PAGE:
More than the proclamation that the Psalms are a unity and interconnected, the details that Hamilton marshals and presents are profound. As you read, you catch yourself saying, of course that’s right! You might might disagree on a few details but there are too many to dodge. I’ve always felt this must be true of the Psalms and how I enjoyed reading the labor shown here to work it out.

There’s a second reason to love this commentary. It stands above the pack in an even more fundamentally important category. I’ve had the privilege to review many commentaries and have had occasional opportunity to declare that a particular commentary presents well-argued conservative conclusions. On a high level that’s true here too, but there’s more. I can’t recall ever reading such an impassioned exhibition in a major commentary series for the necessity of seeing Scripture as the inspired Word of God. Scholarship frowns too often on childlike faith and so even many scholars who possess such faith write as if they hear the eggshells breaking under their feet. They write in a subdued manner as if someone might show up and make them sit in the corner, or worse, call them out as not a REAL scholar. Hamilton didn’t take that defensive position. Let’s just say he was on offense and turned the discussion on its head so much so that it’s those other scholars who can take their place in the corner. What a breath of fresh air! He wasn’t brash, but he just brought the discussion back into the light of day. We hold a book in our hands that is a production of the Almighty. How can we believe less than what he shared here? How did scholarship lose sight of the big picture? I have the highest admiration for what I read here.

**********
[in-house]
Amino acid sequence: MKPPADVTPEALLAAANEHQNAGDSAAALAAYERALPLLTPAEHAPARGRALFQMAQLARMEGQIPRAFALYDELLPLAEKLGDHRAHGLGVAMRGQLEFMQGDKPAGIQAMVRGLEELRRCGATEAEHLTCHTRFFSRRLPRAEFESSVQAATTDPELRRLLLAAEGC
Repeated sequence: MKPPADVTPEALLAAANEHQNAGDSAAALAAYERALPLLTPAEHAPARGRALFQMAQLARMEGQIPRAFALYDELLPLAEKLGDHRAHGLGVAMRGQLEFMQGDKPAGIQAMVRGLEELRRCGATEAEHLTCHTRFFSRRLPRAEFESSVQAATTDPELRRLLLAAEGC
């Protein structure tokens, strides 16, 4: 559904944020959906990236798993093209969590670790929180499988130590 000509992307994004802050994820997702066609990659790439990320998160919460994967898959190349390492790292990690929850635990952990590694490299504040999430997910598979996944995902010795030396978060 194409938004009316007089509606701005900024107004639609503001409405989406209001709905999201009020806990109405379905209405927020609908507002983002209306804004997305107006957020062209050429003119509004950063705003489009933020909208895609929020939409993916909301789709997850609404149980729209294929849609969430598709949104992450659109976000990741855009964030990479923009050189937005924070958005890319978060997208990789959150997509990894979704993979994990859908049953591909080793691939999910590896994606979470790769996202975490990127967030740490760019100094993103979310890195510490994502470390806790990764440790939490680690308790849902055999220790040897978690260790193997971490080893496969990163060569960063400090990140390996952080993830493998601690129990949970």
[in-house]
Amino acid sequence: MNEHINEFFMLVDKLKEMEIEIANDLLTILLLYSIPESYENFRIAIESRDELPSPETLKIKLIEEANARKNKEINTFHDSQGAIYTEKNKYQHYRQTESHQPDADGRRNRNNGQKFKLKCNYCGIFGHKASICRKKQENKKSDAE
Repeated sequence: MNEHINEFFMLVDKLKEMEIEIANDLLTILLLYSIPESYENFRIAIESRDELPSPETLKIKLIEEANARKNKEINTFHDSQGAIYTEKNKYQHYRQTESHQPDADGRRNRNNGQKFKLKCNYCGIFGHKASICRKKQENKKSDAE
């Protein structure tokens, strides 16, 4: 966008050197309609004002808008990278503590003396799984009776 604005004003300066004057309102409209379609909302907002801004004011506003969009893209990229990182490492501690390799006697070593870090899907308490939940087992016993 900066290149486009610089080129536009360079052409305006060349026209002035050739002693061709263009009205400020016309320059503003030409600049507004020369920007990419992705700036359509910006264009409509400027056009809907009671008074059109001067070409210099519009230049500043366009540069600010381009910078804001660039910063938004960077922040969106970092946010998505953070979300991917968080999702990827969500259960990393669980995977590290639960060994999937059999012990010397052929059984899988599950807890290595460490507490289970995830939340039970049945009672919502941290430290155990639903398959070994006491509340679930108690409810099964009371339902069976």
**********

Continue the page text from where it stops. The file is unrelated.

Everything else was on target in this commentary. The exegetical depth of the comments are as far as the parameters of the series allows and give real help. Why should I say more? You can already tell these two volumes are 5 star all the way to me.

I received this book free from the publisher. I was not required to write a positive review. The opinions I have expressed are my own. I am disclosing this in accordance with the Federal Trade Commission’s 16 CFR, Part 255.